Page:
Lionel Morales

By now, I think most people know what they’re getting into when they go see a Dwayne Johnson flick. I’m always torn between accepting the movie for what it is and questioning whether it’s even fair for me, or any viewer, to have to accept tempered expectations when going to see one of his movies. It’s a constant struggle between my inherent, biased, unconditional love I have for The Rock I grew up with and my desire to see him act in a movie that can truly be called “good”. Sadly, Skyscraper only served to fuel the eternal flame of this struggle.

While I was watching the movie, Kris Baron posed an interesting question within our group. Is The Rock as big as Arnold Schwarzenegger was in his prime? This really set me down a contemplative path, as I thought about the differences between these two titans of cinema. I don’t think the Rock will ever touch Arnold because sadly, there isn’t a single movie in his filmography that will ever go down as a classic. It’s easy to throw the blame on Dwayne Johnson for his poor movie choices. Surely a star who just set the record for the most money earned in a single year can make better choices, right? Well, I think the real problem is actually much bigger, and in a way, simpler. Action movies nowadays just plain suck. Is Arnold a better actor than Dwayne Johnson? Sure, I guess he is, albeit marginally. But the real problem is that action movies nowadays have foregone good dialogue, cohesive storytelling and character development in place of big set pieces, flashy CGI and emotional pandering. Every now and then someone strikes gold, but you’re going to have to sift through a lot of dirt to find them.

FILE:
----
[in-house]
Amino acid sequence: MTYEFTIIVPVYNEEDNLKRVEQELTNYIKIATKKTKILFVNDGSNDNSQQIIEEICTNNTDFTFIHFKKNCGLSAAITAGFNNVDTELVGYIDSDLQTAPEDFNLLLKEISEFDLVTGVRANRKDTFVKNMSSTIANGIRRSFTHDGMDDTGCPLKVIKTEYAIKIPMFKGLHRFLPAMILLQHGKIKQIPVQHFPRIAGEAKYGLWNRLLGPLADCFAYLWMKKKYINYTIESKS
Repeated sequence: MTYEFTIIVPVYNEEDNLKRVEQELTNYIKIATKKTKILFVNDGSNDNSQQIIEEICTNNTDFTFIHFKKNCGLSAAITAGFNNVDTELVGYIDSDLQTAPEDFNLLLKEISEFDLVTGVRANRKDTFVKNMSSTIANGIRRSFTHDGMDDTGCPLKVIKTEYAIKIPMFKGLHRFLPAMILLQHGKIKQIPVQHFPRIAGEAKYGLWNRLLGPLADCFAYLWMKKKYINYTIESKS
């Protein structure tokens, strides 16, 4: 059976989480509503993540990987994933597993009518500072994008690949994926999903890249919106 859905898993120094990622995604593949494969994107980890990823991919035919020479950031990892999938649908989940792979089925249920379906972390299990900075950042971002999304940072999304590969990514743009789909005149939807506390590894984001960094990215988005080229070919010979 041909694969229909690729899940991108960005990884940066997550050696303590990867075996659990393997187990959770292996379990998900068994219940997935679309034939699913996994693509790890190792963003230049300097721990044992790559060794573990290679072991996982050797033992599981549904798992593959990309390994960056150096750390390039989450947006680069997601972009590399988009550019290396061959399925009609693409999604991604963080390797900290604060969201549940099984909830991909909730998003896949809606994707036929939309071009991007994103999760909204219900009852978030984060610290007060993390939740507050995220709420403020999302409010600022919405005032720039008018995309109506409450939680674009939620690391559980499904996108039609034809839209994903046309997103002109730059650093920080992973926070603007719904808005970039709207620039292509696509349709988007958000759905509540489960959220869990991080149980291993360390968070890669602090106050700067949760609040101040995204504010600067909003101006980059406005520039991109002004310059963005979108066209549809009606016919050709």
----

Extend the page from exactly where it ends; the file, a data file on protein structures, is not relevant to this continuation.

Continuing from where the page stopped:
Therein lies the problem with Skyscraper. The story was formulaic and surprisingly uninspired considering the subject matter. The dialogue was terrible and was clearly designed to spoon feed the plot to the audience. There wasn’t a single unpredictable moment and the story chugged along exactly how you would expect. My biggest problem however was with the tonal inconsistency of this movie. Early fight scenes had excellent choreography and a gritty, realistic feel. Maybe The Rock is actually human in this movie? Oh wait, nope he just climbed a thousand foot crane in 5 minutes and held up a collapsing bridge with his bare hands. The frustration continued to build until I remembered that this is a Rock movie and perhaps I let my expectations get a little wild. Was the movie entertaining? Sure, the set design was impressive, the effects were well done, the tension was strong, the fight choreography was great, and Dwayne Johnson was his usual charming, smoldering, overall likable self. That’s where the positivity ends..

Here’s the funny, unexplainable part though…I still kind of liked the movie. Don’t get me wrong, it’s not good. It is very flawed, doesn’t really accomplish what I think it set out to do, and is objectively a bad movie. But goddamnit if there is isn’t something about The Rock that just transcends our sad, puny, mortal understanding of what makes a good movie. Should you go watch it? Like I said, I think you already know what you’re getting into.

Writing: 3/10
Direction: 5/10
Cinematography: 8/10
Acting: 4/10
Editing: 6/10
Sound: 9/10
Score/Soundtrack: 7/10
Production Design: 8/10
Casting: 6/10
Effects: 9/10

Overall Score: 6.5/10